People like us, who used to be among the top wage earners who lived the American Dream until it turned into the American Nightmare, scare the pants off fellow citizens. Our ill fortune might be contagious. What has happened to us could happen to them. It might rub off. In America the Beautiful, they could face complete ruin because the economy faltered, they had some bad luck, got sick … or worst of all … got old.


People can’t afford to be sympathetic. It’s too close. Lots of people are living barely a paycheck from financial disaster. In their dreams, they see the glittering eyes of the predators (whoops, I meant creditors) watching from the shadows. So everyone circles the wagons and throws another log on the fire and huddles together against the dark.

We’ve gone way past that. No wagons to circle and out of firewood.

I have more of a sense of humor about this some days than others. Generally speaking, the first caller of the day gets the sharp edge of my tongue. I just hang up on the rest.

Oh … then there are the automated messages. “Please hold,” says a robotic voice, “for an important message.” How dumb do they think we are? Even before we fell into poverty, I never held on so someone could sell me something or pressure me for money. Good grief. Is anyone that naïve?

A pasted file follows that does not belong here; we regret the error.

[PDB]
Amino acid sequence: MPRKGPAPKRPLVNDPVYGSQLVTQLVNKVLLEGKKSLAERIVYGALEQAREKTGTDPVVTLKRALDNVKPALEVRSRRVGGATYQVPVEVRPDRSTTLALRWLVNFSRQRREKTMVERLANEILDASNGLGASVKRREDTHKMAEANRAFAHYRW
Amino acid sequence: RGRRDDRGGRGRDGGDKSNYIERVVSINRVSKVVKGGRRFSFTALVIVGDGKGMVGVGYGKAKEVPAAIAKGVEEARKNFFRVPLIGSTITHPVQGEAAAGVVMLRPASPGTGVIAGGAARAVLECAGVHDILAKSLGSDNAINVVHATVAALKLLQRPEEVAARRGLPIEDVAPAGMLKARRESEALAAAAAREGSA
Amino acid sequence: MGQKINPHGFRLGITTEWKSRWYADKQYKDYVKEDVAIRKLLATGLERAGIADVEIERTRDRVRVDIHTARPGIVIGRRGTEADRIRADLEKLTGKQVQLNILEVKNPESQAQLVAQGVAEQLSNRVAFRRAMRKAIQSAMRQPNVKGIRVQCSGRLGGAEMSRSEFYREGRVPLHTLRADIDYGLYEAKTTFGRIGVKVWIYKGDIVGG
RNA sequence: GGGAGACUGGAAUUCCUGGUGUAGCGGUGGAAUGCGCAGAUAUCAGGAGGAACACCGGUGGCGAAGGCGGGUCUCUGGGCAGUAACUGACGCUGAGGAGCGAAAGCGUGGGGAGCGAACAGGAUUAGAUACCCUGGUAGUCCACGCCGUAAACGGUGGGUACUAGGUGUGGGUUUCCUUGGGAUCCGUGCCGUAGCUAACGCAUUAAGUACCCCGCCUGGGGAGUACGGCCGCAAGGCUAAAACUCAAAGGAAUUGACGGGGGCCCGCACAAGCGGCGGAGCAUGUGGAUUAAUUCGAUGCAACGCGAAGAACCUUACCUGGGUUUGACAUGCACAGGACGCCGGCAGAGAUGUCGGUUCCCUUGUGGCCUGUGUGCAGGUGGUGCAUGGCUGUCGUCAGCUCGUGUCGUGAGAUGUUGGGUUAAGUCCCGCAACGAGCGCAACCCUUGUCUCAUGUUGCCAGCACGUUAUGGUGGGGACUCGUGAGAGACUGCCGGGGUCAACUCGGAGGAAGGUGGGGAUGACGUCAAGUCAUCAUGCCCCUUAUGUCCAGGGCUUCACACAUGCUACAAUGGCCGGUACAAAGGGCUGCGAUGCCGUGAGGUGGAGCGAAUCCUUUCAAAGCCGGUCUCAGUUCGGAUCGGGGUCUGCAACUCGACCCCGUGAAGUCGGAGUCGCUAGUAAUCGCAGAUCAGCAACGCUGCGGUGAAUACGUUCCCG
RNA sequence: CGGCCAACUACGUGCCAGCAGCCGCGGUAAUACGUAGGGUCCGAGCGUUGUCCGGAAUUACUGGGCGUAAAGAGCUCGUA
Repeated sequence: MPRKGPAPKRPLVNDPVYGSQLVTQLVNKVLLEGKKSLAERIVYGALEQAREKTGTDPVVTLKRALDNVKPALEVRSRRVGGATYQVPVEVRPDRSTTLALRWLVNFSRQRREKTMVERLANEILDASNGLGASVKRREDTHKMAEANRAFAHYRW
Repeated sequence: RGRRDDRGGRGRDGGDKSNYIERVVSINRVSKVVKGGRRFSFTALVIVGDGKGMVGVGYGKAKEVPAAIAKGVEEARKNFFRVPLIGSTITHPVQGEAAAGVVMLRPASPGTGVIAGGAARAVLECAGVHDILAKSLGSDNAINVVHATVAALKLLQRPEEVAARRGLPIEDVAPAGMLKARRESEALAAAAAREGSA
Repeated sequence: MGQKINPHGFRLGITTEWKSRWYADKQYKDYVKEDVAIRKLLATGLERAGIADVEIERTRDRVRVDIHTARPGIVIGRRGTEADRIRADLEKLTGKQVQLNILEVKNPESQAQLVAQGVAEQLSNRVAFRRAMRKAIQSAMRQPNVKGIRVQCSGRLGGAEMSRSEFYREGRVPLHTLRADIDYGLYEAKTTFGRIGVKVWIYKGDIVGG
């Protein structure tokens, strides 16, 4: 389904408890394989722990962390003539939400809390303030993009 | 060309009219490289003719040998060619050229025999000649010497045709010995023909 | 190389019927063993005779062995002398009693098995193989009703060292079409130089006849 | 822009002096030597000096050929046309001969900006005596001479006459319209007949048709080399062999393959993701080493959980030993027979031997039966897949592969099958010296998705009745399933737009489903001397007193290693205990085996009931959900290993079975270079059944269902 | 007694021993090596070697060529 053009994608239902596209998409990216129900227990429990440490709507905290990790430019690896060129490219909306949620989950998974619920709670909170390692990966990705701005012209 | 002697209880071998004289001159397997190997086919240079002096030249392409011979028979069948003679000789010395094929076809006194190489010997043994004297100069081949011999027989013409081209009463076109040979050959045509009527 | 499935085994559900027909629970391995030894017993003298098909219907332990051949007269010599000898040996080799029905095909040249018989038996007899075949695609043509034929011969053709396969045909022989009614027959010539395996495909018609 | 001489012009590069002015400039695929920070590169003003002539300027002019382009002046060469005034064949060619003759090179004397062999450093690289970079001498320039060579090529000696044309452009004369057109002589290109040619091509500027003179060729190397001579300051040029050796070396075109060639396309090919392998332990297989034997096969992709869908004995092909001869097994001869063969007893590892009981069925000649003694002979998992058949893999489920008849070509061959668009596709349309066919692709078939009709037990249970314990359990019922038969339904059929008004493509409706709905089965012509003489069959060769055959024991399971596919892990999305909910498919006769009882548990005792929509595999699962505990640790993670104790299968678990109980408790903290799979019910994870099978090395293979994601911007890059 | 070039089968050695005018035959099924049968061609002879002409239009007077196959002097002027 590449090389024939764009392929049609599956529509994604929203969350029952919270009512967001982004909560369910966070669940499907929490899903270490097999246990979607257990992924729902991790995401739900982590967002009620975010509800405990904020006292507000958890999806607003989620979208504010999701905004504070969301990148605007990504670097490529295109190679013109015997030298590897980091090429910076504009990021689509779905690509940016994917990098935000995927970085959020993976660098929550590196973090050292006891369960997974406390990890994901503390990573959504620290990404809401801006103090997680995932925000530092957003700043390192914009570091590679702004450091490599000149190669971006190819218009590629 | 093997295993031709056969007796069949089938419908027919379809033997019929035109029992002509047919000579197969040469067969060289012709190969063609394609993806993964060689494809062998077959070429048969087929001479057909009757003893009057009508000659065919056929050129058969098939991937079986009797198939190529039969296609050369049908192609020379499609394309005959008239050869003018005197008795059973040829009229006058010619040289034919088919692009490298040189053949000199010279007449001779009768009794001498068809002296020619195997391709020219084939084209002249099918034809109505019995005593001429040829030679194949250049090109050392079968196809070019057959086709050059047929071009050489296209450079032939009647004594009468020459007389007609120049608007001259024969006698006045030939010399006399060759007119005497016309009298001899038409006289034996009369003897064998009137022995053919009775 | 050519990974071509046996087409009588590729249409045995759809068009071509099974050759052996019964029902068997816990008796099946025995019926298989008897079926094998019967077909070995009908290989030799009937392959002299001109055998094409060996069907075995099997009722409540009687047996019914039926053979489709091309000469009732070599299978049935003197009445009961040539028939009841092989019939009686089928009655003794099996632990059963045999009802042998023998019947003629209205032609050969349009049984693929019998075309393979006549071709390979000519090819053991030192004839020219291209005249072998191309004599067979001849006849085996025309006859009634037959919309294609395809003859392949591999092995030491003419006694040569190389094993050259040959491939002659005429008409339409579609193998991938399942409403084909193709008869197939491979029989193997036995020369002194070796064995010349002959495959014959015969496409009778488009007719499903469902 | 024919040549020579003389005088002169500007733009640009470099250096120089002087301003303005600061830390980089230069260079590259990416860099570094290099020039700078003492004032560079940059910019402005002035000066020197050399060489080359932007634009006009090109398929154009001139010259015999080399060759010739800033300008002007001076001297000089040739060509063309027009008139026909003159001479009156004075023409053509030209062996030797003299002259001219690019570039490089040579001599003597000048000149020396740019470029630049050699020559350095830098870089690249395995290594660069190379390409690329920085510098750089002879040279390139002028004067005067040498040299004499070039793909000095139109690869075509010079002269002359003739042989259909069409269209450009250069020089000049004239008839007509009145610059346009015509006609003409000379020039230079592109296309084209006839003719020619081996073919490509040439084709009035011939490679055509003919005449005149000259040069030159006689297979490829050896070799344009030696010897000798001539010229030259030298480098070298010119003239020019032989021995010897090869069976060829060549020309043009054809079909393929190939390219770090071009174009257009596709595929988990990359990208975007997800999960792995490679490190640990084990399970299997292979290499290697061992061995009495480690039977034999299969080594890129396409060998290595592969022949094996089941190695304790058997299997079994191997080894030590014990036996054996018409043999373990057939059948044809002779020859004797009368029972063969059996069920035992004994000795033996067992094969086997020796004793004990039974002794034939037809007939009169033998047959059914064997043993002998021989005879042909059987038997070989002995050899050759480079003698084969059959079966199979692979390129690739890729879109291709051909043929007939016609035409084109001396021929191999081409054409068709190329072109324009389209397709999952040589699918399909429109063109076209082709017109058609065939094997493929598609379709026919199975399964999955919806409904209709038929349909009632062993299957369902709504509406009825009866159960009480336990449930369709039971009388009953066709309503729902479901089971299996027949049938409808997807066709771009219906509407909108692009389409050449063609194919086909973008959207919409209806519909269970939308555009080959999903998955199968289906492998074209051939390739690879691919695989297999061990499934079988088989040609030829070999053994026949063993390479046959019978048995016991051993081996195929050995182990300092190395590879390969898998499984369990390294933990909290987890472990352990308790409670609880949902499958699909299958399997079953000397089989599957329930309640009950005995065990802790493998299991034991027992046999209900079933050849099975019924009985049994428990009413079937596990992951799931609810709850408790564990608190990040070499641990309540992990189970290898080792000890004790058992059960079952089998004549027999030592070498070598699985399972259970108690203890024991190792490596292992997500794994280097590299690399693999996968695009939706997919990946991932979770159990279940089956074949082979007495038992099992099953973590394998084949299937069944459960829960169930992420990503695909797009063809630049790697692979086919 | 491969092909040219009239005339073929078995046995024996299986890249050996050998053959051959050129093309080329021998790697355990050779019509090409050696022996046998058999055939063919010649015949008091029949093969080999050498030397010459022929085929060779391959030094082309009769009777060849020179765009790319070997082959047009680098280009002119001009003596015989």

Although we are in better shape than we were, many others are not. That’s how come there are so many angry people. The dream of America promises they can have a new car or two, a nice house … and a job that pays a living way. That if they do the right stuff, they will have the good life.

When the good life failed, when America failed them, it had to be someone else’s fault. Those people. Black people. Hispanic people. Islāmic people. They stole their dreams.